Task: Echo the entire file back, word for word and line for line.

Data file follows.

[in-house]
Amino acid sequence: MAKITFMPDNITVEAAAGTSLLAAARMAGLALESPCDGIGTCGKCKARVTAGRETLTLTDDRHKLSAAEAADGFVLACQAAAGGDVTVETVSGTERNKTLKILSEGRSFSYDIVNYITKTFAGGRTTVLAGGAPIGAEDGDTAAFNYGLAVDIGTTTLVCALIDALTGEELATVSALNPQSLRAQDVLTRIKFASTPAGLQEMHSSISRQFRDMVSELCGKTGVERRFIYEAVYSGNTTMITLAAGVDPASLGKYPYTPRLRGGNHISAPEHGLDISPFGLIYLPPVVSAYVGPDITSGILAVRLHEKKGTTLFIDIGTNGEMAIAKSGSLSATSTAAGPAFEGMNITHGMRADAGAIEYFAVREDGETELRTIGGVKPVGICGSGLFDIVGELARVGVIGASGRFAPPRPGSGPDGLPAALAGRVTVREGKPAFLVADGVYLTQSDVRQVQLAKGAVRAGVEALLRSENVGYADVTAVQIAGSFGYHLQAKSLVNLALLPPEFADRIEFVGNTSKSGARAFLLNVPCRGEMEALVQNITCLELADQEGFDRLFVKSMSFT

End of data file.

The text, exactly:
[in-house]
Amino acid sequence: MAKITFMPDNITVEAAAGTSLLAAARMAGLALESPCDGIGTCGKCKARVTAGRETLTLTDDRHKLSAAEAADGFVLACQAAAGGDVTVETVSGTERNKTLKILSEGRSFSYDIVNYITKTFAGGRTTVLAGGAPIGAEDGDTAAFNYGLAVDIGTTTLVCALIDALTGEELATVSALNPQSLRAQDVLTRIKFASTPAGLQEMHSSISRQFRDMVSELCGKTGVERRFIYEAVYSGNTTMITLAAGVDPASLGKYPYTPRLRGGNHISAPEHGLDISPFGLIYLPPVVSAYVGPDITSGILAVRLHEKKGTTLFIDIGTNGEMAIAKSGSLSATSTAAGPAFEGMNITHGMRADAGAIEYFAVREDGETELRTIGGVKPVGICGSGLFDIVGELARVGVIGASGRFAPPRPGSGPDGLPAALAGRVTVREGKPAFLVADGVYLTQSDVRQVQLAKGAVRAGVEALLRSENVGYADVTAVQIAGSFGYHLQAKSLVNLALLPPEFADRIEFVGNTSKSGARAFLLNVPCRGEMEALVQNITCLELADQEGFDRLFVKSMSFT